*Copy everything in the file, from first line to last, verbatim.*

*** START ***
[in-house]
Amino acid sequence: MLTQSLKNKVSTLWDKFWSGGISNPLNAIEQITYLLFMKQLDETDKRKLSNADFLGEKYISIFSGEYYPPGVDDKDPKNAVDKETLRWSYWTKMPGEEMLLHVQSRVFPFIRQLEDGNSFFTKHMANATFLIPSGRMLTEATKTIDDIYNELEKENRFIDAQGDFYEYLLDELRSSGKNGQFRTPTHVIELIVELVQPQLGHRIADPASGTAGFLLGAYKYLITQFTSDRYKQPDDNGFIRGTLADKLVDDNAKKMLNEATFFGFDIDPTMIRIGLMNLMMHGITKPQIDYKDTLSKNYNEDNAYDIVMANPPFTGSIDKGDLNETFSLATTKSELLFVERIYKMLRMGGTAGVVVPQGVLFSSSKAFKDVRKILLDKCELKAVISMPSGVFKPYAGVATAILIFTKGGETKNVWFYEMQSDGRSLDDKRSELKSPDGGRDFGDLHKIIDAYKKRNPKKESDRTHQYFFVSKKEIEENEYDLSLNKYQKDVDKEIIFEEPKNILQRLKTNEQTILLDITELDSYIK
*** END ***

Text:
[in-house]
Amino acid sequence: MLTQSLKNKVSTLWDKFWSGGISNPLNAIEQITYLLFMKQLDETDKRKLSNADFLGEKYISIFSGEYYPPGVDDKDPKNAVDKETLRWSYWTKMPGEEMLLHVQSRVFPFIRQLEDGNSFFTKHMANATFLIPSGRMLTEATKTIDDIYNELEKENRFIDAQGDFYEYLLDELRSSGKNGQFRTPTHVIELIVELVQPQLGHRIADPASGTAGFLLGAYKYLITQFTSDRYKQPDDNGFIRGTLADKLVDDNAKKMLNEATFFGFDIDPTMIRIGLMNLMMHGITKPQIDYKDTLSKNYNEDNAYDIVMANPPFTGSIDKGDLNETFSLATTKSELLFVERIYKMLRMGGTAGVVVPQGVLFSSSKAFKDVRKILLDKCELKAVISMPSGVFKPYAGVATAILIFTKGGETKNVWFYEMQSDGRSLDDKRSELKSPDGGRDFGDLHKIIDAYKKRNPKKESDRTHQYFFVSKKEIEENEYDLSLNKYQKDVDKEIIFEEPKNILQRLKTNEQTILLDITELDSYIK